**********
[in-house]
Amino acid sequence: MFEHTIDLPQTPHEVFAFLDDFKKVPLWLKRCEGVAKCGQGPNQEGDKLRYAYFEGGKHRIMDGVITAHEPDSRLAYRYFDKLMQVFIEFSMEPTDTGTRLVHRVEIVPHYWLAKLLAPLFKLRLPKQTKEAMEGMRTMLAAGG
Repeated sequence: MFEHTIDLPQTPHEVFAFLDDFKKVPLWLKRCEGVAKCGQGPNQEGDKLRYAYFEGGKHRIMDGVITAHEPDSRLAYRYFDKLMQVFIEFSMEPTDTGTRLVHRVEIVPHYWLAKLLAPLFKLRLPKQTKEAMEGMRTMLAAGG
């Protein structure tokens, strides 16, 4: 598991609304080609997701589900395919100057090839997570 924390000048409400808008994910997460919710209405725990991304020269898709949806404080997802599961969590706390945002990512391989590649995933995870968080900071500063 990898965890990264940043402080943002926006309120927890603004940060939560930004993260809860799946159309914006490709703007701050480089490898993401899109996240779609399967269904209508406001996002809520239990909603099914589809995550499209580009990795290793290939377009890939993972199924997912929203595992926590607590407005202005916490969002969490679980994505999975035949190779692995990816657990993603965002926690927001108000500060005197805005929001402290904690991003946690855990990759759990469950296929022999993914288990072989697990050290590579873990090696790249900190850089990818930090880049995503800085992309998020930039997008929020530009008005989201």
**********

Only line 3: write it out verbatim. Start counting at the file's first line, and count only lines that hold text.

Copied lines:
Repeated sequence: MFEHTIDLPQTPHEVFAFLDDFKKVPLWLKRCEGVAKCGQGPNQEGDKLRYAYFEGGKHRIMDGVITAHEPDSRLAYRYFDKLMQVFIEFSMEPTDTGTRLVHRVEIVPHYWLAKLLAPLFKLRLPKQTKEAMEGMRTMLAAGG